Music Review: The Bad-Tempered Electronic Keyboard by Anthony Burgess
- 22nd May 2018
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When J.S. Bach completed the first collection of Preludes and Fugues that comprised the Well-Tempered Clavier in 1722, his aim was mostly pedagogical. He followed the first volume with a second about two decades later. Although compiling a collection of pieces that systematically worked through each of the 24 major and minor keys wasn’t a new idea, Bach’s Well-Tempered Clavier is by far the most famous example and spawned a number of homages and parodies over the years. Both Chopin’s 24 Preludes, Op. 28 and Dmitri Shostakovich’s set of 24 Preludes and Fugues, Op. 87 were inspired by Bach’s work. And of course, the modifier ‘Well-Tempered’ (referring to the tuning system) has also been riffed upon, as in P.D.Q. Bach’s Short-Tempered Clavier and the subject of this review: Anthony Burgess’s The Bad-Tempered Electronic Keyboard: 24 Preludes and Fugues.
Burgess, like many of his musical forebears, was a fan of Bach’s keyboard music. He was also a fan of Shostakovich. I don’t know for sure if Burgess heard Shostakovich’s 24 Preludes and Fugues, but his Bad-Tempered collection and Shostakovich’s Op. 87 share a connection: Shostakovich’s work was a gift created for 200th anniversary of Bach’s death, while Burgess’s was a birthday present for the composer’s 300th birthday.
Burgess composed the 24 preludes and fugues of his collection in three weeks’ time. This is quite a brisk pace, even for a man who was known to sketch out fugue subjects daily. The pieces average around 2 minutes, with some as short as 43 seconds, and two around three-and-a-half minutes. The compositional style varies throughout, with Burgess drawing upon modernist harmonies that sometimes lean towards atonality, while others weave in the wide-open sonorities of Debussy and the modal language of Vaughan Williams. Some preludes and fugues end feeling unresolved, others sit in ambiguous tonality throughout (even though they are labeled as being ‘in a key’), while others are among the prettiest and most conventional melodies Burgess ever wrote.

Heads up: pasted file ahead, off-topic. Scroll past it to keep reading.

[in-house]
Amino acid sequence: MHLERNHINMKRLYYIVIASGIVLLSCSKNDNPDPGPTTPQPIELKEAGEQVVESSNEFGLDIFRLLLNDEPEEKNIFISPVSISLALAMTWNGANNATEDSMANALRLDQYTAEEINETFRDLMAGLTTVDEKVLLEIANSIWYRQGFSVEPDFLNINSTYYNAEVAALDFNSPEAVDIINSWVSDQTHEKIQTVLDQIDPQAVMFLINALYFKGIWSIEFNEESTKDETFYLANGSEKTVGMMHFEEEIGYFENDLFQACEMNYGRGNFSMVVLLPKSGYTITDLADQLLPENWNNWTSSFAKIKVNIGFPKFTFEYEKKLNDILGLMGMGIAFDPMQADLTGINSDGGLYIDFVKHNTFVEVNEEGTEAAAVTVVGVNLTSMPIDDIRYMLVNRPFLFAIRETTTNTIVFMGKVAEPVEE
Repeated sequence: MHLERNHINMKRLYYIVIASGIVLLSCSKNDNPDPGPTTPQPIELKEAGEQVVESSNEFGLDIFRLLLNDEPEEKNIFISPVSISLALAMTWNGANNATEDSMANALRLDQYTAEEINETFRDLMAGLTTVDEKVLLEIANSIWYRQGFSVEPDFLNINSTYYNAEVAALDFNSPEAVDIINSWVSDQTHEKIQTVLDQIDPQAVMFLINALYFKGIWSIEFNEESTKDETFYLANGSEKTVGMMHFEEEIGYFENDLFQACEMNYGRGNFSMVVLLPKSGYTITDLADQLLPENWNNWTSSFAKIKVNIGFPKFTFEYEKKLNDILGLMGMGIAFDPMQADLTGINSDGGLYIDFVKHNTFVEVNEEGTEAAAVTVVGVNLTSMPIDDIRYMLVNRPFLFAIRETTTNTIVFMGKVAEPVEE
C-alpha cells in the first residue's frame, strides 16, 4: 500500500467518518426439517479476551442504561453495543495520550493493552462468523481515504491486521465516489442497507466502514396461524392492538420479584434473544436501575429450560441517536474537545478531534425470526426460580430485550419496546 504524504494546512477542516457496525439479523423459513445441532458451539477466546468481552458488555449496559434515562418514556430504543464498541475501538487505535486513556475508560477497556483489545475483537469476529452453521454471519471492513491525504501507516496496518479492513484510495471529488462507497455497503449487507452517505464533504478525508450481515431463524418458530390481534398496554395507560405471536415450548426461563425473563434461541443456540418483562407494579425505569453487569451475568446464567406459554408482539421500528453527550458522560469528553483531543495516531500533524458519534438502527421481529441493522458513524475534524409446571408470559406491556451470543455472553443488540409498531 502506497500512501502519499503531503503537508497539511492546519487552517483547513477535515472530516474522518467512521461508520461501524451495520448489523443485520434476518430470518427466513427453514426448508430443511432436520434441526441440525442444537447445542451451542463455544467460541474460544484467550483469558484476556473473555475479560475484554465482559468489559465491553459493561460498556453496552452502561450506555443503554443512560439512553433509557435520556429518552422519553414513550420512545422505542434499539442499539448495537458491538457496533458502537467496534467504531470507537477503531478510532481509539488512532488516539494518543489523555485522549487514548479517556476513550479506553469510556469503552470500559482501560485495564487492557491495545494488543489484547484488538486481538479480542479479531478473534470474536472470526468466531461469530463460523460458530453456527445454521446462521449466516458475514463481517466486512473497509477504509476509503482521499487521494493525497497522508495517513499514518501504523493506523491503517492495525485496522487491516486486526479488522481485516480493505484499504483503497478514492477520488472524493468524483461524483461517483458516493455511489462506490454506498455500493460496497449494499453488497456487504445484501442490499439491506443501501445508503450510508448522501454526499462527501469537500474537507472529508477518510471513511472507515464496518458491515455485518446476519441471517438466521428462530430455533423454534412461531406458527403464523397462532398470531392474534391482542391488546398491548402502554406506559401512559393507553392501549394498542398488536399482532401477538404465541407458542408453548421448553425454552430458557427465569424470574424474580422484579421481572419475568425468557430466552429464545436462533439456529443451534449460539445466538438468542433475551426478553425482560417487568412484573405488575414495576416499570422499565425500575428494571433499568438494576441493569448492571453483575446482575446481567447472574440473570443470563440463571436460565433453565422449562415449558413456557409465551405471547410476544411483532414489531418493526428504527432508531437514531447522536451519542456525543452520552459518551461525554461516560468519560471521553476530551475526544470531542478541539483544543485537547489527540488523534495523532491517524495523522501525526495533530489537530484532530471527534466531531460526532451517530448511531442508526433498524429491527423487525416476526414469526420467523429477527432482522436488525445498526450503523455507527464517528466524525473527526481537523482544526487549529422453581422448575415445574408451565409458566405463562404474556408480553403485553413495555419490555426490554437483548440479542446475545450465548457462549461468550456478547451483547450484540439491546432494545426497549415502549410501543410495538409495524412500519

The performer of this remarkable collection is Stephane Ginsburgh. Mr. Ginsburgh, who has collaborated with many contemporary composers, has shown himself a fine interpreter of the solo piano repertoire, but also an adventurous experimenter. He often uses a delicate touch but plays with immense confidence. In this particular collection, Mr. Ginsburgh handles each and every style variation with aplomb. The fugues of Burgess’s collection are especially well served by Mr. Ginsburgh’s pristine technique. There is a great deal of care in his phrasing, and he is able to bring out a sense of line even in the most percussive entries.
The final two tracks on the album are worth an individual mention. The penultimate track is a four-voice fugue in B minor. It is one of the longest entries in the collection, and one of only two over three minutes long. Its twists and turns are unpredictable and serious, and Mr. Ginsburgh acts as the tour guide through the unfamiliar terrain. Throughout, one gets the sense that Burgess is trying to work out where the piece will end; will it stay in the modernist idiom or find its way back into pleasing and predictable harmonies? The final gambit—an unexpected ‘cha-cha-cha’—suggests that Burgess didn’t want us to get too serious about the whole thing. The final track, ‘Finale: Natale 1985’ is a fugue based on the Christmas carol, Good King Wenceslas. It’s a clever use of the tune, with Burgess showing off his ability to arrange and allude (there are other carols that briefly appear). Mr. Ginsburgh plays it straight, lending a solemnity to this bonus track that brings the collection and this recording to a close.
Anthony Burgess’s The Bad-Tempered Electronic Keyboard is full of delights and surprises throughout; the composer’s eclectic influences show up in the most unexpected places. Andrew Biswell’s concise and informative liner notes provide excellent context for this collection. Mr. Ginsburgh’s adept and masterful performance is nuanced and sure-handed. This recording should be required listening for any fan of Burgess’s music.
Review by Christine Gengaro.
The Bad-Tempered Electronic Keyboard: 24 Preludes and Fugues by Anthony Burgess (Performed by Stephane Ginsburgh) is out now to buy, download and stream.